|Female American Rubyspot (Hetaerina americana) on the South Fork Umpqua River, Oregon.|
I just love looking it over and soaking up all the little details—the coppery/bronzy sheen on the dark brown parts of the body, the pattern of light and dark on the thorax and abdomen, the white wing veins against the dark reddish-brown wing base, how those reddish-brown bases transition to amber and then almost clear where the veins are dark, the one major vein that is white out to the wing tip with a fuzzy red stripe paralleling it.
Here are some crops that show off particular areas better:
|In this close-up, note the red veins on the fore wing (partially hidden by the hind wing).|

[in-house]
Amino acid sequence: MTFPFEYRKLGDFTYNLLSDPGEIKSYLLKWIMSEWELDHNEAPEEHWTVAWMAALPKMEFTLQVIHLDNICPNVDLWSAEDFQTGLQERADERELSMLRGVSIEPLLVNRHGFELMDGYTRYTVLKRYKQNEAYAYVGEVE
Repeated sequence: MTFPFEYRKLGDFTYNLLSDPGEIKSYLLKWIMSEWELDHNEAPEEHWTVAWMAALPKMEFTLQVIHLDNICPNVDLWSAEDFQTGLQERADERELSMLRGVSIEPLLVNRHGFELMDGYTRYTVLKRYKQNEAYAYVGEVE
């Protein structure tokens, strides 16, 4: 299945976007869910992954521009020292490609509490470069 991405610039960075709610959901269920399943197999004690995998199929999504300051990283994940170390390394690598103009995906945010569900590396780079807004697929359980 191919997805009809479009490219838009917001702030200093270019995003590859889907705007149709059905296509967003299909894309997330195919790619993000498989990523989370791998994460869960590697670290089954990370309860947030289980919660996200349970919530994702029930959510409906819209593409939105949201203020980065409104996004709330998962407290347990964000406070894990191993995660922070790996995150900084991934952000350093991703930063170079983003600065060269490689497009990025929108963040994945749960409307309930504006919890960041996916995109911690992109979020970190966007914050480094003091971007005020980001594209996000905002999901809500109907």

|She has an indistinct pterostigma (the darkened cell near the tip along the leading edge). In some |
populations it is very pale and obvious, while in others it is indistinct or lacking.
This species is widespread across the eastern and southern US (barely into Canada), but largely avoids the Pacific Northwest where it is known only from Oregon in the Umpqua and southern Willamette Valleys as well as the Klamath River. Here’s a map of the entire range at OdonataCentral.org.